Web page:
It should be appreciated from looking at FIGS. 5a and 5b that comparator U1 is in an ambiguous state when Vc reaches 0 volts. The exact point at which the comparator U1 begins to change state cannot be predicted with certainty. This causes random variations in the widths of the Vo pulses which translates to noise at the final output Vf. The uncertainty, and hence the noise, can be reduced if Vc can be made to pass through the zone of uncertainty (i.e., 0 volts) at a faster rate. One way to accomplish this is by passing Vc through a low pass filter before it reaches the comparator U1. When a triangular waveform, such as Vc, is passed through a low pass filter, the result approximates a sine wave which crosses zero volts at a rate approximately 1.6 times as fast as the triangular wave.

FIG. 6a shows a basic switching amplifier circuit which is the same as that in FIG. 4 (including a 10 μsec propagation delay provided by all-pass filter APF) except for the addition of R1p and C1p which form a low pass filter. The resulting Vo and Vc waveforms (where V'c is the voltage across C1p) are shown in FIGS. 7a and 7b. It is seen now that, because of R1p and C1p, the voltage fed to the comparator's inverting input V'c is no longer triangular but is instead a sinusoid. The more rapid zero crossings of V'c in this circuit translate into less uncertainty as to when comparator U1 changes state and, therefore, an improved signal to noise ratio in the final output Vf. It should be appreciated that the low pass filter comprising RLP and CLP can also be employed in a hysteretic switching amplifier to reduce noise FIG. 6b shows such an amplifier. In that case, the more sinusoidal V'c waveform passes through the point at which V'c =Vp more rapidly.

FIG. 8 shows an exemplary embodiment of the present invention for an audio amplifier application. Nominal values for the components are given under the component designator. After passing through appropriate linear amplification and signal conditioning circuitry (which is well-known and will therefore not be discussed here), an audio frequency signal Vi is fed to the inverting input of comparator U1 through resistors R1 and R4. The noninverting input of U1 is connected to ground. Comparator U1 has terminals connected to a +15 supply voltage via resistor R5 and to a -15 supply voltage via Zener diode D1. Biasing resistor R2 feeds the +15 supply voltage to the point between R1 and R4, the voltage of which is labeled Vc. The Vc voltage point is also connected to ground via capacitor C1. Resistor R4 and capacitor C3 also connect the Vc voltage point to ground and form the low pass filter described earlier (i.e., the same as R1p and C1p in FIG. 6) with the voltage V'c fed to the inverting input of comparator U1.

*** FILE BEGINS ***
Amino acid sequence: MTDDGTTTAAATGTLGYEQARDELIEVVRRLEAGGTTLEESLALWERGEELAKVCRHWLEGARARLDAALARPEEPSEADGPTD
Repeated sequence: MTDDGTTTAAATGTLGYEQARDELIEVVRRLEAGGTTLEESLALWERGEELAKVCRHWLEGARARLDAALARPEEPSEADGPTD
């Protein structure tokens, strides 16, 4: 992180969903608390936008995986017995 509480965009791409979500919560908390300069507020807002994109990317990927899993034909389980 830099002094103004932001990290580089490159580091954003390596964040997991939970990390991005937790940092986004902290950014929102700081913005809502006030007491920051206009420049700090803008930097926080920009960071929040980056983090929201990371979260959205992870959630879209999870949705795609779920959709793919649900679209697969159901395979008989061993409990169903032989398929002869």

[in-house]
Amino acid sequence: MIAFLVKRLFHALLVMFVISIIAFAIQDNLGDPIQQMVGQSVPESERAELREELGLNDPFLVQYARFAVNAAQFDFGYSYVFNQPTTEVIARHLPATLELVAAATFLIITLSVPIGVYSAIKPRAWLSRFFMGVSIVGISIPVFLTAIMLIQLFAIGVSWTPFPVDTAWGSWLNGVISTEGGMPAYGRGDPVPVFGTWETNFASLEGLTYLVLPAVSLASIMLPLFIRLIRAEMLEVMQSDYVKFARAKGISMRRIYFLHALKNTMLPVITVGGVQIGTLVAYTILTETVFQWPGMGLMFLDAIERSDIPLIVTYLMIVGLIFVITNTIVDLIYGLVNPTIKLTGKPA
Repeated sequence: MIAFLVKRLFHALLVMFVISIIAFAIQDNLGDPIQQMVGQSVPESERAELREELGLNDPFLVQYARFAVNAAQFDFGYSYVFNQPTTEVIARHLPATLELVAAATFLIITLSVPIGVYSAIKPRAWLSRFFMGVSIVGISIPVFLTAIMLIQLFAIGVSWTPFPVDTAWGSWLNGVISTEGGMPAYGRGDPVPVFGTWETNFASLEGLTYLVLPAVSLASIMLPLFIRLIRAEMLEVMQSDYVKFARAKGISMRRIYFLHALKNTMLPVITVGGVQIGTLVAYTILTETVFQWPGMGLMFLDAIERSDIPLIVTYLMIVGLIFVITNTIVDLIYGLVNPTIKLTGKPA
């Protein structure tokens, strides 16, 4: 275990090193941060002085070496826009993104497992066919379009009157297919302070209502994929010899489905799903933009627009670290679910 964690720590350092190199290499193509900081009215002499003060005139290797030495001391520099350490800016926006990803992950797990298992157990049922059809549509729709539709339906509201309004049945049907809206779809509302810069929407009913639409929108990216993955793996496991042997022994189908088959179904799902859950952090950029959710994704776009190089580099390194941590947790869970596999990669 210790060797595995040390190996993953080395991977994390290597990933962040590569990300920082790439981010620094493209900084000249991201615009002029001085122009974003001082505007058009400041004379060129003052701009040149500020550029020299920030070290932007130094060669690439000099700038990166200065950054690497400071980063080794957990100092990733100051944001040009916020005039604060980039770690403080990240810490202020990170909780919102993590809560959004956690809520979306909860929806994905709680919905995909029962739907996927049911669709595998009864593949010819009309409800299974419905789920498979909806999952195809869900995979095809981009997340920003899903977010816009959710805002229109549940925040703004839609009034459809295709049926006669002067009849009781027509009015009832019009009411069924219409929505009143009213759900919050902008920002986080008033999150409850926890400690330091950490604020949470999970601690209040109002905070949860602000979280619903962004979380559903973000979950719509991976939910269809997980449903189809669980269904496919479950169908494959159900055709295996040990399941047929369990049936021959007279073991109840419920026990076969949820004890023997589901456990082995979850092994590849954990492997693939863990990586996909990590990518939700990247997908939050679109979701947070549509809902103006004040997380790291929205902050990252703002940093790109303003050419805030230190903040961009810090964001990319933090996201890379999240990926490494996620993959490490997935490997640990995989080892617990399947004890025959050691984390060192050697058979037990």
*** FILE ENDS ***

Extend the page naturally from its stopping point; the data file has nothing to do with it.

The output of comparator U1 is then fed via resistor R6 to inverting buffer amplifier U2 whose output is fed to an inverting output stage comprising high speed switching elements RQ1, RQ2, and associated circuit elements. RQ1 and RQ2 are FET's in a push-pull arrangement which output a voltage Vo at their drains between +30 and -30 volts which is then fed back to the inverting input of comparator U1 via resistor R3. The circuitry is thus similar to the amplifier in FIG. 6 except that the output of comparator U1 is passed through two inverting amplifier stages before being returned as negative feedback. The additional amplifier stages also cause propagation delay which, as explained above, advantage is taken of in accordance with the present invention. In the embodiment described, Vo is a square waveform with a fundamental frequency of approximately 500 KHz, pulse width modulated by the input signal Vi. The amplified Vi signal is then reconstituted as Vf when Vo is passed through the low pass filter LPF.

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Referenced by
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Classifications
U.S. Classification330/10, 330/207.00A
International ClassificationH03F3/217, H03K7/08
Cooperative ClassificationH03F3/2171
European ClassificationH03F3/217B